The most frustrating turn in any romantic comedy is when the leading lady and/or man becomes a jerk. It’s a crucial moment — necessary, even — but it’s always the hump you have to endure in order to get to the part where everyone learns their lesson, embraces their truth, and kisses their hot crush to the triumphant swell of an impossibly catchy pop song that will nonetheless fade from memory by the time the credits roll. Without that annoying blip of tension, that payoff won’t be half as sweet — or, truth be told, half as earned.
Such is the conundrum facing “Partner Track,” Netflix’s frothy new comedy based on Helen Wan’s novel about lawyers fighting tooth and nail to become partner, if only they could stop getting distracted by each other. Ingrid (Arden Cho) is the firm’s determined golden girl, especially because she’s always willing to work overtime and do everything her mercurial boss (Matthew Rauch) tells her, no matter how morally questionable. As she tells us in the pilot’s peppy opening narration, she chose to go into Mergers and Acquisitions because that’s what all the best corporate lawyers do. That she’s often compromising her values or throwing friends like Rachel (Alexandra Turshen) and Tyler (Bradley Gibson) under the bus to climb the company ladder is, she reasons, an inevitable hazard of the job.
This could make for an interesting conflict, especially when paired with Ingrid struggling to reconcile her ambition with the the firm’s complete bungling of a racist incident involving her biggest, frattiest competition (Nolan Gerard Funk) midway through the season. Ingrid’s frustration at being the office’s token Asian American woman when all she wants is to be thought of as a lawyer, period, gives the show some of its best and most insightful material. Getting to that point, though, means wading through the first few episodes, which have enough trouble moving beyond “hello, fellow kids” dialogue that some curious viewers might’ve already tapped out.
Ingrid’s flaws at work might be easier to take if her romantic life at least had enough fizz to keep the show afloat. But here, too, “Partner Track” falls short, throwing rote dialogue masquerading as “steamy banter” at a love triangle without any heat. On the one hand, there’s besotted rich guy Nick (Rob Heaps), the seemingly perfect fit for Ingrid who nonetheless, as TikTok would put it, gives her “the ick.” On the other is Jeff Murphy (Dominic Sherwood), the ostensibly dashing London transfer. Jeff apparently crossed paths with Ingrid years earlier at a wedding in a way that’s had her fantasizing about him ever since. But it’s hard to buy that when Cho and Sherwood have so little chemistry that even the show’s ample use of sexy slo-mo can’t sell the sexual tension the pairing so desperately needs. If it weren’t for the scripts insisting that Ingrid and Jeff are endgame, in fact, it would be easier to believe that she might be destined for another kind of opposites-attract romance with Z (Desmond Chiam), a client’s son whose ideals keep clashing with the firm’s lack thereof, and with whom Ingrid has the biggest spark even in their brief scenes together.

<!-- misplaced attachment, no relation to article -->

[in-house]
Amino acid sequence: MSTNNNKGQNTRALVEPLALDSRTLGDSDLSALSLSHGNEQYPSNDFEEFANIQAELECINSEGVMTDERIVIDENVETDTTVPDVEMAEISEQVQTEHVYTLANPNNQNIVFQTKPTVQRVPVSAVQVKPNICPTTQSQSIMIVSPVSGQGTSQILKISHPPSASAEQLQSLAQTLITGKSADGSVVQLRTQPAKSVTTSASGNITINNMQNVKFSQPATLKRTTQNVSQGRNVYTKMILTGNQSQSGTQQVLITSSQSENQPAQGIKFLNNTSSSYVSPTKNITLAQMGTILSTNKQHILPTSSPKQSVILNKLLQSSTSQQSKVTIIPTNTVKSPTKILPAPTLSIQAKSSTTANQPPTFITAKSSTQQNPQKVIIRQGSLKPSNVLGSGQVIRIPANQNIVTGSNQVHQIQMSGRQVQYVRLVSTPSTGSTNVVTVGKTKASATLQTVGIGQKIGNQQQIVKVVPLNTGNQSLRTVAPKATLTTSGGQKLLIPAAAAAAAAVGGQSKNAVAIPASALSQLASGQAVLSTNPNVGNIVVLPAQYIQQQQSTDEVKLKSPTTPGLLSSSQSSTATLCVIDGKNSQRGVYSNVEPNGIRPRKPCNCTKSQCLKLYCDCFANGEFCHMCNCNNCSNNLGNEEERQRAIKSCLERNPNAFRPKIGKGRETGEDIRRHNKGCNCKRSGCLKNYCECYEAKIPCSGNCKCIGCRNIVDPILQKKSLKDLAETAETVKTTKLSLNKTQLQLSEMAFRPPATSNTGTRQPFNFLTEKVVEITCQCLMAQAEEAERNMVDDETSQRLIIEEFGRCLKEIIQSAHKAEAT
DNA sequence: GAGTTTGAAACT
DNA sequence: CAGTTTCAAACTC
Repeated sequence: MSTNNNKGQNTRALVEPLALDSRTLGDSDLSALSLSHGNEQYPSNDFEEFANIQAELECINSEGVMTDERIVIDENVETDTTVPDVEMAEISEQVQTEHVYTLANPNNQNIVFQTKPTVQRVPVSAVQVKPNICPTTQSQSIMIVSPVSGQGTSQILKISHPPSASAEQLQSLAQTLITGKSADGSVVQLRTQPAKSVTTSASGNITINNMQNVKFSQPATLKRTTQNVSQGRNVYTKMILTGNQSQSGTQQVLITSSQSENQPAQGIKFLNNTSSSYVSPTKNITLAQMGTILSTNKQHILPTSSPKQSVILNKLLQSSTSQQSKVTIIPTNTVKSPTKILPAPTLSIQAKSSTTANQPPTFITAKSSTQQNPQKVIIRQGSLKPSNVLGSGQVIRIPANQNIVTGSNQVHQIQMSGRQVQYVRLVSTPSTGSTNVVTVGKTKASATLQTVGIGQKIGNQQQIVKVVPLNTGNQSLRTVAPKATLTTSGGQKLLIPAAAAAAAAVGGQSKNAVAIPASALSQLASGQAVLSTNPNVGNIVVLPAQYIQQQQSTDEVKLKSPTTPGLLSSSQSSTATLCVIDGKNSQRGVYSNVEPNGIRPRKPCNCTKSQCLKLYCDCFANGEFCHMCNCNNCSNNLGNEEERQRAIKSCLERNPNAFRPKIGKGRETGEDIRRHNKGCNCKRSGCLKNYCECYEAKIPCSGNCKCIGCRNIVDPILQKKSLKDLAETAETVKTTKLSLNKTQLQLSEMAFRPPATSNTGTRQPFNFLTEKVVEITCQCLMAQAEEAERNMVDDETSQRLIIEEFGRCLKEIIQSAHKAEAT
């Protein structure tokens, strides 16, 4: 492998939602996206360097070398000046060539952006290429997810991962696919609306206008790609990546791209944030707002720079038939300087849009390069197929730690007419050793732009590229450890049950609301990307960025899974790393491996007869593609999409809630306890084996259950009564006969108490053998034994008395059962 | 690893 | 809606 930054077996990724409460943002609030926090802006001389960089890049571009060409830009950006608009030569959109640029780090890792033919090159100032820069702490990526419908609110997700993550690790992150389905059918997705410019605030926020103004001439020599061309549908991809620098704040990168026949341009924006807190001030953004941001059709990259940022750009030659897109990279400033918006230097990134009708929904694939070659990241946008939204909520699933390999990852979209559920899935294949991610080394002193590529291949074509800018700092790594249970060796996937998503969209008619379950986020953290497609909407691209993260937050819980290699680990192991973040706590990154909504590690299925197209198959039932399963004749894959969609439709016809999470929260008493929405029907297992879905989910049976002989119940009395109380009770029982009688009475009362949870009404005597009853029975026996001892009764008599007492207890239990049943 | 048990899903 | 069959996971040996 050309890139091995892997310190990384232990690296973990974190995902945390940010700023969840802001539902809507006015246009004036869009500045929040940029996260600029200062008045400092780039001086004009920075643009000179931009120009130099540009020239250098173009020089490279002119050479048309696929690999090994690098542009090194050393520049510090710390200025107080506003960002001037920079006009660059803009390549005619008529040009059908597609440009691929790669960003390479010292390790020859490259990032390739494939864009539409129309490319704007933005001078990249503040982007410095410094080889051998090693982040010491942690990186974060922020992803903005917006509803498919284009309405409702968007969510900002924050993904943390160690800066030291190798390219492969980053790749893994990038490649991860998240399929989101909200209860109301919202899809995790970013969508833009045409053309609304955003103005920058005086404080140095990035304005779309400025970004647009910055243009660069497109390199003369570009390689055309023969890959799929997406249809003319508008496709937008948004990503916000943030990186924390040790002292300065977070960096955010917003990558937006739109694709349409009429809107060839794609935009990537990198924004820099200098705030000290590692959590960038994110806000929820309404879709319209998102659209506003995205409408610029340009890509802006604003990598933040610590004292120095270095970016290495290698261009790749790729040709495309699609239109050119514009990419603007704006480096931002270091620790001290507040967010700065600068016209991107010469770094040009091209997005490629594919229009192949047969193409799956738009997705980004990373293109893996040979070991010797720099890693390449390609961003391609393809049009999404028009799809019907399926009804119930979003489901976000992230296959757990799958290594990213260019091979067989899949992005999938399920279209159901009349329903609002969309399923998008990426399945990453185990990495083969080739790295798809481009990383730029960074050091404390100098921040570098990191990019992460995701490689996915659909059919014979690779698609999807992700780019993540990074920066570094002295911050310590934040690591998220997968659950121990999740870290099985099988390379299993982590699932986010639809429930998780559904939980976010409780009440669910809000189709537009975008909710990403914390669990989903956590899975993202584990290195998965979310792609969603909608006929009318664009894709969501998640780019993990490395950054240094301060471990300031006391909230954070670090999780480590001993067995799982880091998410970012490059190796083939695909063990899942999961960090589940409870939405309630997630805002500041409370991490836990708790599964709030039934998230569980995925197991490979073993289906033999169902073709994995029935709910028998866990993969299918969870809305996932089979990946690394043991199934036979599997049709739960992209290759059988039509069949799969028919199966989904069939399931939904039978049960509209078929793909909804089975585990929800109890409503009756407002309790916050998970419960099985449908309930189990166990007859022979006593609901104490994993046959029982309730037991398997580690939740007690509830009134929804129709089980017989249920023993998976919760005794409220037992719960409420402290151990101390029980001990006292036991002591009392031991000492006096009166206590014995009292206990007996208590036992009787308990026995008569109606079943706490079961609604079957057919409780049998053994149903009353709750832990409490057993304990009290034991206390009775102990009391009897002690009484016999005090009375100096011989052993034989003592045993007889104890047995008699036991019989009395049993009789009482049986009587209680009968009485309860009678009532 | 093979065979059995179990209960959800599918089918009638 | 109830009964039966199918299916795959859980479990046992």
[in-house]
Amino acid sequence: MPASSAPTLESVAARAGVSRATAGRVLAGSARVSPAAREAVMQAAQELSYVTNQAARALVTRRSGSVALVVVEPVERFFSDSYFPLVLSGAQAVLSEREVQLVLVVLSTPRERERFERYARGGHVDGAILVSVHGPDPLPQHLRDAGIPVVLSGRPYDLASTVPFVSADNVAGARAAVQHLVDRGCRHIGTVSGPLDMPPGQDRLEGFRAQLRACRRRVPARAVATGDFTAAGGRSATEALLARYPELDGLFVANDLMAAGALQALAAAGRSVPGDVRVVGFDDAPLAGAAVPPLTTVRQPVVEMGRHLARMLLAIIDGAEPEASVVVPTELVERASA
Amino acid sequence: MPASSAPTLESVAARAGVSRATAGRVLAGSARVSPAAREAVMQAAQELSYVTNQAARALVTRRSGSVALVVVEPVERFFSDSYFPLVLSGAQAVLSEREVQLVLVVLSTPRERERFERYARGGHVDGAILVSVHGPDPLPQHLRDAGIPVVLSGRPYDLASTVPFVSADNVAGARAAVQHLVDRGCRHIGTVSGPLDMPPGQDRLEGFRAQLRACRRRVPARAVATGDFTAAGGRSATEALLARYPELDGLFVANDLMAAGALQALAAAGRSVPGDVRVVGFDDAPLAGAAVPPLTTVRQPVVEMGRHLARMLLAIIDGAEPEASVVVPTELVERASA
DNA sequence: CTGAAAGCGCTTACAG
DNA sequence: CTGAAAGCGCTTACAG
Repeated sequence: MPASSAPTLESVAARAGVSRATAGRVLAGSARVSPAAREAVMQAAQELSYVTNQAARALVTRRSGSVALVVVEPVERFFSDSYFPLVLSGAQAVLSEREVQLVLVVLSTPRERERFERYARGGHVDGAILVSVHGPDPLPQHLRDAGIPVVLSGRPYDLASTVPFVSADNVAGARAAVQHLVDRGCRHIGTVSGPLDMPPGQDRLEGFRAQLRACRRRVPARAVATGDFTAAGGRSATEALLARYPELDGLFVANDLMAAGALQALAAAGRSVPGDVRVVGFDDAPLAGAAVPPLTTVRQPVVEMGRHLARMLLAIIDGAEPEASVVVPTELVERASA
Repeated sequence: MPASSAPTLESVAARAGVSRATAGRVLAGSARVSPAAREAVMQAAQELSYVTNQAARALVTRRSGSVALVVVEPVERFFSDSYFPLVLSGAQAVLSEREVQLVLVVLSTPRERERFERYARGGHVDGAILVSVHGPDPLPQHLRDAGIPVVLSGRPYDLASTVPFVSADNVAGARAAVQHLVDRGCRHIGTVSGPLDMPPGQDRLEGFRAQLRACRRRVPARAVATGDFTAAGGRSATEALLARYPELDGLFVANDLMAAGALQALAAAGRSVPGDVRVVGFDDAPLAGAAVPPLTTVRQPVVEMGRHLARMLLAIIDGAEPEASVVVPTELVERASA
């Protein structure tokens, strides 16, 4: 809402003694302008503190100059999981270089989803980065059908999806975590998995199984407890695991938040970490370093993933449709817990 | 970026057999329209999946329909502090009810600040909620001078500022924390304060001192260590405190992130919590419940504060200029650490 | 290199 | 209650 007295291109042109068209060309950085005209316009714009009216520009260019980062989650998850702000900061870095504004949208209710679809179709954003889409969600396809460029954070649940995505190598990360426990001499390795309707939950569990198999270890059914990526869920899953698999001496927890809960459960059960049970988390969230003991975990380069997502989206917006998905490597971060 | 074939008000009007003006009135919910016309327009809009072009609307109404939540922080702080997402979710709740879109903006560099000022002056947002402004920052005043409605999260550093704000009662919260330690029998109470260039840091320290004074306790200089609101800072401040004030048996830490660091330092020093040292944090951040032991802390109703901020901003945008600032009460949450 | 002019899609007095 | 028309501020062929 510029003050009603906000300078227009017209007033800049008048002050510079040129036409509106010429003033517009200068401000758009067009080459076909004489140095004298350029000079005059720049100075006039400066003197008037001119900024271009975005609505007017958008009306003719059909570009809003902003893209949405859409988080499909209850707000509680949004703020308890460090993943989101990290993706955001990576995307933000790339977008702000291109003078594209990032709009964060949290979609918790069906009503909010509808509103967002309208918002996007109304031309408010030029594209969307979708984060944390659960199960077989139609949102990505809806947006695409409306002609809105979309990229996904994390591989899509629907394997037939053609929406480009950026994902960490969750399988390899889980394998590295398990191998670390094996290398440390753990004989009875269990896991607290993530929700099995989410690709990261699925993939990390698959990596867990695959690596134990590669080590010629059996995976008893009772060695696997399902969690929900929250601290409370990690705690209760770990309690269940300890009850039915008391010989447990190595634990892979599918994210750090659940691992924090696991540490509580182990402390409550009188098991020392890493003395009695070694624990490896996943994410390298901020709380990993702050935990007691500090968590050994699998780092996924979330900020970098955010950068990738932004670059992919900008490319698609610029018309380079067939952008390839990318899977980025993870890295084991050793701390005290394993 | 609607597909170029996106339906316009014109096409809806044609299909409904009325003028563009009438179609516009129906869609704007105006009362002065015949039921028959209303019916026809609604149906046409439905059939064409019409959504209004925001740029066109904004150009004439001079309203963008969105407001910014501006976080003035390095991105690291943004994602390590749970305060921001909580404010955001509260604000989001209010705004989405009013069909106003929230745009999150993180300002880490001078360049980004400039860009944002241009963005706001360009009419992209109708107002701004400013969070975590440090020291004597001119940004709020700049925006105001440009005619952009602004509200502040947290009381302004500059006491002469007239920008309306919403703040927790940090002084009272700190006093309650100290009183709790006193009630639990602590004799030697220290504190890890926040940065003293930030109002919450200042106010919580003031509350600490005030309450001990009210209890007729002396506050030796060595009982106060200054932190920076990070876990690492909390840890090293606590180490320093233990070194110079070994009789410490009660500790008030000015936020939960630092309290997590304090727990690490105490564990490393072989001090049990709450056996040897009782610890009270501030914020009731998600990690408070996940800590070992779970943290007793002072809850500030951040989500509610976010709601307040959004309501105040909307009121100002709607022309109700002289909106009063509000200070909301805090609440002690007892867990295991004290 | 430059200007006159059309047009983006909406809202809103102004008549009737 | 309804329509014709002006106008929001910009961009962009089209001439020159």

It’s a shame that so much of the show never quite gels, given the potential laden in its premise, characters, and supporting ensemble. Turshen, Gibson and Funk are especially good as their characters stumble and get more screentime away from Ingrid — which is, perhaps, indicative of how much time Ingrid spends being one of the least compelling parts of her own show. If “Partner Track” were a 95 minute movie, it would’ve had to make sharper edits in its story and meandering dialogue. It might’ve found a bouncier rhythm to take it from one scene to the next. But with 10 episodes to fill, “Partner Track” spends way too long showing Ingrid stuck in immoral quagmires to make her eventual redemption all that satisfying.
“Partner Track” is now available to stream on Netflix.